2000 CPEO Military List Archive

From: CPEO Moderator <cpeo@cpeo.org>
Date: Tue, 28 Mar 2000 15:29:16 -0800 (PST)
Reply: cpeo-military
Subject: [CPEO-MEF] Virginia Tech Researchers Study Effects on Environment of Lead from B

Virginia Tech researchers study effects on environment of lead from 

24 MARCH 2000 AT 00:00 ET US
Contact: James Craig
PR CONTACT: Sally Harris
Virginia Tech


Virginia Tech researchers study effects on environment of lead from 
bullets BLACKSBURG, Va., March 24 - Two studies done at Virginia Tech 
showed very little lead damage to the environment from bullets left on 
battlefields or on a carefully designed shotgun/rifle range. Their 
findings were presented at the Southeastern Section Geological Sciences 
Association Meeting.

In the first study, David H. Edwards, a graduate student in Virginia 
Tech's Department of Geological Sciences, and several other scientists 
studied the Blacksburg Shooting Range located three miles north of town 
in the Jefferson National Forest. The range was built and is maintained 
by the U.S. Forest Service and is composed of a rifle range and a 
separate shotgun range.  While high lead concentrations have been found 
on the range itself, relatively small amounts of lead have been found in 
the water on the range and no water contamination has been found off the 
range, Edwards said. "The lead is quickly weathered into stable lead 
minerals, and that minimizes the uptake of lead by groundwater," he 

However, the scientists found that damage by shot impacts to the trees 
at the end of the range is extensive and many trees are dying as much as 
140 meters beyond the range, particularly in the first 90 meters.

"The range was constructed to minimize the effects of lead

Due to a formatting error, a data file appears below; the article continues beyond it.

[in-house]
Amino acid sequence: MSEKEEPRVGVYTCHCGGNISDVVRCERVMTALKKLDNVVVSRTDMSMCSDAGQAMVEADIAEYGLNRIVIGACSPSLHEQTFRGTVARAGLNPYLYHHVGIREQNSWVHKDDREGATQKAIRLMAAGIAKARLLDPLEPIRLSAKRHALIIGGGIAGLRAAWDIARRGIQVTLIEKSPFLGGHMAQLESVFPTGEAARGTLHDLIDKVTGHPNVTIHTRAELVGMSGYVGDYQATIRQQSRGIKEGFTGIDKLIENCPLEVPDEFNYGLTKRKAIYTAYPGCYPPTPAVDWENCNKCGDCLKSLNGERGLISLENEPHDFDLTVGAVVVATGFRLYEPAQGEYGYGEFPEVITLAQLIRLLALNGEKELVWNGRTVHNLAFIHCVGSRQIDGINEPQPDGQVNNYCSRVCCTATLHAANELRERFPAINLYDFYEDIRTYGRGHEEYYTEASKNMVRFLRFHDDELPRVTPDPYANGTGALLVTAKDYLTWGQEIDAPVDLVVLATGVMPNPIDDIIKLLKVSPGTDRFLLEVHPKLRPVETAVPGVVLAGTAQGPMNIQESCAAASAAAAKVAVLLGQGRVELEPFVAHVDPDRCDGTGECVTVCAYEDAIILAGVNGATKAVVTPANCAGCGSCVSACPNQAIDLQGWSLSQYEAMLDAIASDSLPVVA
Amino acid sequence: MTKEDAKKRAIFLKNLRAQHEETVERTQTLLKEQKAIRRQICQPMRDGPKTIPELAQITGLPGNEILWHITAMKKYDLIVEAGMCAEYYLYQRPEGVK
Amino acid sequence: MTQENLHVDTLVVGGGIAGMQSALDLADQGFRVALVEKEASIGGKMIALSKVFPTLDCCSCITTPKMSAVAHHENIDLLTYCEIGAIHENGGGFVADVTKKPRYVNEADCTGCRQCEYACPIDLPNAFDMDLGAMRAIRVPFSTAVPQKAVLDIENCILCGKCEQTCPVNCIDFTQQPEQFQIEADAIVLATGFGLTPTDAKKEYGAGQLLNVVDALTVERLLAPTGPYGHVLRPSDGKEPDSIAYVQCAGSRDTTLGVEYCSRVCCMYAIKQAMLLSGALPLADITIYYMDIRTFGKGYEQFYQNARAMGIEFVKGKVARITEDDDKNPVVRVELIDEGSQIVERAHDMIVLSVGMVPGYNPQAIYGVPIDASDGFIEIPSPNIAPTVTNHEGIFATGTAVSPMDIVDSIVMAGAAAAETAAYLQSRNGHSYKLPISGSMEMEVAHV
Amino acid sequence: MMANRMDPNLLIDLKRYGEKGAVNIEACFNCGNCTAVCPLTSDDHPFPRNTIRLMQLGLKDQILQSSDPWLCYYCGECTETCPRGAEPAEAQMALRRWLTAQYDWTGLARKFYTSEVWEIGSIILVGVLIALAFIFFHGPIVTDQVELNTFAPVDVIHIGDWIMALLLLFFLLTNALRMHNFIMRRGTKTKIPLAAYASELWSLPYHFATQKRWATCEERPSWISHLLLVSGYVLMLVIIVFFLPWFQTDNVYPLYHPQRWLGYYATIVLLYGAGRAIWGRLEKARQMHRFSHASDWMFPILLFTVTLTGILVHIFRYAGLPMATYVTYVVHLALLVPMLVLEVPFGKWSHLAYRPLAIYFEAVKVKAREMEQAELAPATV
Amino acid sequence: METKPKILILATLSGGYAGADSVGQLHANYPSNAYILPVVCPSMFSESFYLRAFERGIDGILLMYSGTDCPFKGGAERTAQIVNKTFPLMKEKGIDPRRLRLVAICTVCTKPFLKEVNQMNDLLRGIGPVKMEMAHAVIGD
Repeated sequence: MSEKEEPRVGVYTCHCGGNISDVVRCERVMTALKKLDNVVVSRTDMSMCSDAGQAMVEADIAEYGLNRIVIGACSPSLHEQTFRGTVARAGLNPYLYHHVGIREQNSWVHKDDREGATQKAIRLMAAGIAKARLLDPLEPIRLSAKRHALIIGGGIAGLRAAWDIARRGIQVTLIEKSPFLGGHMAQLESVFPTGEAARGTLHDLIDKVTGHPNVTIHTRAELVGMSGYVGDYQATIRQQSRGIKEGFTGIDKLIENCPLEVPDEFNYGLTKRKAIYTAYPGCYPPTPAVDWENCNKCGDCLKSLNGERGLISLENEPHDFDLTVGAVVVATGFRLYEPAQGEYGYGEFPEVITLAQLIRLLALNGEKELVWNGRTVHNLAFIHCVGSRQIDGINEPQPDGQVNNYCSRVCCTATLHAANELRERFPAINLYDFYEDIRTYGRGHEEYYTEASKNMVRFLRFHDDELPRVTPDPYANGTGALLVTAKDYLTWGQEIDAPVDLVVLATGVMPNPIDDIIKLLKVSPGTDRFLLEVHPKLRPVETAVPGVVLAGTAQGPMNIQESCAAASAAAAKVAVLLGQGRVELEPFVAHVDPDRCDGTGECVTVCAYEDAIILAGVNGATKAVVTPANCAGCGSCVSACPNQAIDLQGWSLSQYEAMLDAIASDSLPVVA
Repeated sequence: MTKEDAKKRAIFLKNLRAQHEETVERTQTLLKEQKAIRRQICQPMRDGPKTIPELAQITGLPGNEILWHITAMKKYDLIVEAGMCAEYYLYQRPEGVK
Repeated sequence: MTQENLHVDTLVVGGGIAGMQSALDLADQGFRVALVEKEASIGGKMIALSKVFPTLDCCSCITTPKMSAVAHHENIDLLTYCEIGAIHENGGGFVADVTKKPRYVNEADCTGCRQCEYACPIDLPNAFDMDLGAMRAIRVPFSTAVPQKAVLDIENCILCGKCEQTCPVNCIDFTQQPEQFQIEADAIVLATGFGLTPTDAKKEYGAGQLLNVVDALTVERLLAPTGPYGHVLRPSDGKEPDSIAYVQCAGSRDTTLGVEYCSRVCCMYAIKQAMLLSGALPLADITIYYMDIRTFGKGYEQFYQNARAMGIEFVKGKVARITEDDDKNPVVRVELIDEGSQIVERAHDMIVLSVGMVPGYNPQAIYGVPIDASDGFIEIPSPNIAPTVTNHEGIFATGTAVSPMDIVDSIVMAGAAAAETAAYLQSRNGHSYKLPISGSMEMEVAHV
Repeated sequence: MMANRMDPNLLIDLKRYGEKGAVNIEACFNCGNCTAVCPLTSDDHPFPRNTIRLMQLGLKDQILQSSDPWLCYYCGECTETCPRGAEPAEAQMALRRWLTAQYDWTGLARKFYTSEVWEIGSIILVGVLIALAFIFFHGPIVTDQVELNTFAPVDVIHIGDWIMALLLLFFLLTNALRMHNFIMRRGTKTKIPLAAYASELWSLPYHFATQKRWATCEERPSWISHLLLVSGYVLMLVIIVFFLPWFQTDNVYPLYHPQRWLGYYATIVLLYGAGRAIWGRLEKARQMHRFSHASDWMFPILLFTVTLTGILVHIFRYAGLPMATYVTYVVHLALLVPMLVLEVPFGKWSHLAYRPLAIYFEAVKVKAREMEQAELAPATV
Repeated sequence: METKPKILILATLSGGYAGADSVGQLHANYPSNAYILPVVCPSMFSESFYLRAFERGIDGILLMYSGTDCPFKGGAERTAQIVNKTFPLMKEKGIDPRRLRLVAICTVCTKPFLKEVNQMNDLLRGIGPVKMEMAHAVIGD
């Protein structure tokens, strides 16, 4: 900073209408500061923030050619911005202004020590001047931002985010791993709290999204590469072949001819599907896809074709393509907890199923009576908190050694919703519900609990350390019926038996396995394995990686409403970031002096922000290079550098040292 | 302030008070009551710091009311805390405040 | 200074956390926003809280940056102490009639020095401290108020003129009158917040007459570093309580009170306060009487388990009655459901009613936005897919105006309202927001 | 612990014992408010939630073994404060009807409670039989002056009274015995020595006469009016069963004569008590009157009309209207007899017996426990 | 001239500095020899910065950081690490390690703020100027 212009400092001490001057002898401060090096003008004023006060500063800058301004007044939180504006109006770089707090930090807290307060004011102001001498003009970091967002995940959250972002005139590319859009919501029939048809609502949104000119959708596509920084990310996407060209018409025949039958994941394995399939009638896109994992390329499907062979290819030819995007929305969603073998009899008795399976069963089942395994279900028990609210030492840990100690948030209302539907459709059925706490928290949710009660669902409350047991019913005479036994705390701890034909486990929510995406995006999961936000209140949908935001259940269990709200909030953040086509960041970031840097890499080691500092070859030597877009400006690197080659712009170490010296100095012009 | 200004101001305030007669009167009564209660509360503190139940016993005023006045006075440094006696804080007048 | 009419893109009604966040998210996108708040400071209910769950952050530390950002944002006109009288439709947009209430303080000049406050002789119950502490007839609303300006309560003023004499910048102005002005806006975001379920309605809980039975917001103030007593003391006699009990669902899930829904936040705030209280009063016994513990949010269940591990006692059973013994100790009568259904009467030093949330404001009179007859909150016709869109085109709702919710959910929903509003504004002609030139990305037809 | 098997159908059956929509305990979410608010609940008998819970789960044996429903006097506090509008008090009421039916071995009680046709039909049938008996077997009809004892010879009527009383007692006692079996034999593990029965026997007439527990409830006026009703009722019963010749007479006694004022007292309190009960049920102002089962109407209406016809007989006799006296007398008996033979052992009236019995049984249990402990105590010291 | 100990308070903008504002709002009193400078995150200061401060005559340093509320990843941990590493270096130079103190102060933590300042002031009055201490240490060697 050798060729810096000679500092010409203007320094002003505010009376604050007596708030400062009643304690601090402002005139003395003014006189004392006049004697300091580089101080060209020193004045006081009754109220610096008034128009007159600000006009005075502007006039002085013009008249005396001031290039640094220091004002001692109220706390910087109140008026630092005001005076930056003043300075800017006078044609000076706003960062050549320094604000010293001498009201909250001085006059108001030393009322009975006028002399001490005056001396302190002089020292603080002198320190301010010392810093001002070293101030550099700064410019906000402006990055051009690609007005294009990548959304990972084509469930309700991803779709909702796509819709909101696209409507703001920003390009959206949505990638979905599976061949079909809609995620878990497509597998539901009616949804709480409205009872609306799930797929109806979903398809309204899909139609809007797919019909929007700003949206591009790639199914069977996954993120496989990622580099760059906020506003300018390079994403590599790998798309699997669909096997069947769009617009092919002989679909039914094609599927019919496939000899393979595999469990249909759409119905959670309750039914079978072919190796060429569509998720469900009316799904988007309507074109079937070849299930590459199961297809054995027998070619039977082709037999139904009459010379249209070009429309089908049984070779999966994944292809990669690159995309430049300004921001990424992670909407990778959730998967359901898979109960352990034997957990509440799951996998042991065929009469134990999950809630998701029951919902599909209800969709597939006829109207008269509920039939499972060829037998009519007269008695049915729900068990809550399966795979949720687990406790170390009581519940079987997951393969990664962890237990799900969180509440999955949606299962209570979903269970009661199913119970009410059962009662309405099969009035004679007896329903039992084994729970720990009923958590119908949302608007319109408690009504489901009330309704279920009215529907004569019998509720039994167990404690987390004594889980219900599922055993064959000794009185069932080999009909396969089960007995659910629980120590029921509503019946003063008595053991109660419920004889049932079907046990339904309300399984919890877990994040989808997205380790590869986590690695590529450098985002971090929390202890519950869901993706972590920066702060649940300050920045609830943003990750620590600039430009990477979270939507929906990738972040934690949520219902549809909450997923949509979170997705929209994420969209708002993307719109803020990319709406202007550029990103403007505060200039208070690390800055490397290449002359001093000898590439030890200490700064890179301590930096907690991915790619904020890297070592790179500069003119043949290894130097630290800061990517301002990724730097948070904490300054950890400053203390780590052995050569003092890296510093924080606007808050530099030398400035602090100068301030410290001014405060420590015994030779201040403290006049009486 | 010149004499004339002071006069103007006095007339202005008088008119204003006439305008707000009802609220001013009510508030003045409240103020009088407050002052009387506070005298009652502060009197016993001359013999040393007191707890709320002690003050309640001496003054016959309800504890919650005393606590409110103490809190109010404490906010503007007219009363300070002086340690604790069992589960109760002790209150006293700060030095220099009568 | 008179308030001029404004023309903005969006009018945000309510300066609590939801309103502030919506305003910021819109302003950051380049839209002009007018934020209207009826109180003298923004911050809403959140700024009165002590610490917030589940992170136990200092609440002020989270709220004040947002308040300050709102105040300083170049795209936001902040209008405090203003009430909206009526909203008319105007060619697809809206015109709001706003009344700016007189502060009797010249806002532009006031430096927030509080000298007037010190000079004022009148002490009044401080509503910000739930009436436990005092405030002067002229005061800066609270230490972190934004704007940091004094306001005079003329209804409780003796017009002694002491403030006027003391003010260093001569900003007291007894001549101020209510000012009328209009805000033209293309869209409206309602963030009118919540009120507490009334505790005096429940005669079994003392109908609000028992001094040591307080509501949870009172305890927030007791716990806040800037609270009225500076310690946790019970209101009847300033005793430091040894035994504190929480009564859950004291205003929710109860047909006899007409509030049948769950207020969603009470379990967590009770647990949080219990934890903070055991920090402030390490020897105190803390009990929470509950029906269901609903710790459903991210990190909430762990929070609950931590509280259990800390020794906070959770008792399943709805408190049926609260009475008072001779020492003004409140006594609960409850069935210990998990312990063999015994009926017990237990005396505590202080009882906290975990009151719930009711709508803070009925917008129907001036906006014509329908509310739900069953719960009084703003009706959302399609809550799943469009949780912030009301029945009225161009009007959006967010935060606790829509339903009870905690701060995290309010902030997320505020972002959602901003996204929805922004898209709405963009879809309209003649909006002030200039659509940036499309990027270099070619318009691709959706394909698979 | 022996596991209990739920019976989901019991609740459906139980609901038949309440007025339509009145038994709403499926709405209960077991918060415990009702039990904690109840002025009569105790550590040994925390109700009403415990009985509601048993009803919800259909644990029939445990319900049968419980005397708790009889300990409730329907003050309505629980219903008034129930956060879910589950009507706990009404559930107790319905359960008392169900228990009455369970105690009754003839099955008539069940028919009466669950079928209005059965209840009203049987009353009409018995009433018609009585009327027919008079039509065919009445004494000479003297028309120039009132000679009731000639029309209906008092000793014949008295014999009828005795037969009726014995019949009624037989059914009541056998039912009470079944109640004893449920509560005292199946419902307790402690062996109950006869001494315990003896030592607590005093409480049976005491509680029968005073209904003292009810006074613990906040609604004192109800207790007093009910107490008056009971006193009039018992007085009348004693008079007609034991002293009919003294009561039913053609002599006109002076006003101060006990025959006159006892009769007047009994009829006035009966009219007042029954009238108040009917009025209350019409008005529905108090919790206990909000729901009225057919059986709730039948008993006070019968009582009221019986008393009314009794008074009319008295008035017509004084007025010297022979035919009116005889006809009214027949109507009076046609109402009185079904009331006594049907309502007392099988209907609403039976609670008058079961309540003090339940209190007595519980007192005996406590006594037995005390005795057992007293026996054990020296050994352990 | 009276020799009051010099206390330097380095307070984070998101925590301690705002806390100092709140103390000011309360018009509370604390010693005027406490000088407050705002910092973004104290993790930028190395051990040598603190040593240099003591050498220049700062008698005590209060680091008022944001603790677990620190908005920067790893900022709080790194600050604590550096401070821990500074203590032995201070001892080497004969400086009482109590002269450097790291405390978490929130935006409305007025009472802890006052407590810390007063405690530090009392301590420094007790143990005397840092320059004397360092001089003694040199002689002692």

concentrations and serves a useful purpose for people who enjoy 
recreational shooting," Edwards said. Firearm vandalism to public 
property has been significantly reduced and the two tons of lead that 
would have scattered throughout the region has been concentrated and 
neutralized on the range. This is a useful service provided by the U.S. 
Forest Service and a carefully managed recreational opportunity for 
Virginia residents."

The scientists involved in the study in addition to Edwards were James 
R. Craig, geological sciences; J. Donald Rimstidt, geological sciences; 
Patrick F. Scanlon of Fisheries and Wildlife Sciences in the College of 
Agriculture and Life Sciences, and Thomas K. Collins of the 
Washington-Jefferson National Forest.

In the second study, James R. Craig of Virginia Tech's geological 
sciences department and several other scientists looked at the 
possibility of lead contamination from the bullets left behind on 
battlefields. "The countless battles throughout history have spread 
thousands of tons of lead bullets on every continent," the researchers 
said. "Today the concern of battlefield contamination has even led the 
military to turn to Œgreen' bullets. The question remains, 'What happens 
to all of that lead on those battlefields?'"

The simplest answer for most sites, the researchers found, is that the 
lead is still there, and much is in the form in which it was fired 
originally."  They studied a variety of battlefields of differing ages, 
from early 18th century to the present, and in locations as varied as 
marine sand, deserts, coastal plain swamps, and uplands. They found that 
most of the lead is quite well preserved because it forms a protective 
coating of relatively insoluble oxide, carbonate, sulfate, or sulfide 

"Lead metal dissolves readily, but once it oxidizes in a soil, the 
insoluble coating...retard decomposition," the scientists said.

The scientists in the study in addition to Craig are Rimstidt, Robert C. 
Whisonant of the Radford University geology department, and Scanlon.

The presentations (numbers 7106 and 2139) will be presented on Friday, 
March 24, at 3:20 p.m. in the Lightsey Conference Center Room 217 and 
10:40 a.m. in Room 220, respectively, at the Geological Society of 
American's Section Meetings in Charleston, S.C. Approximately 650 
geoscientists are expected to attend.
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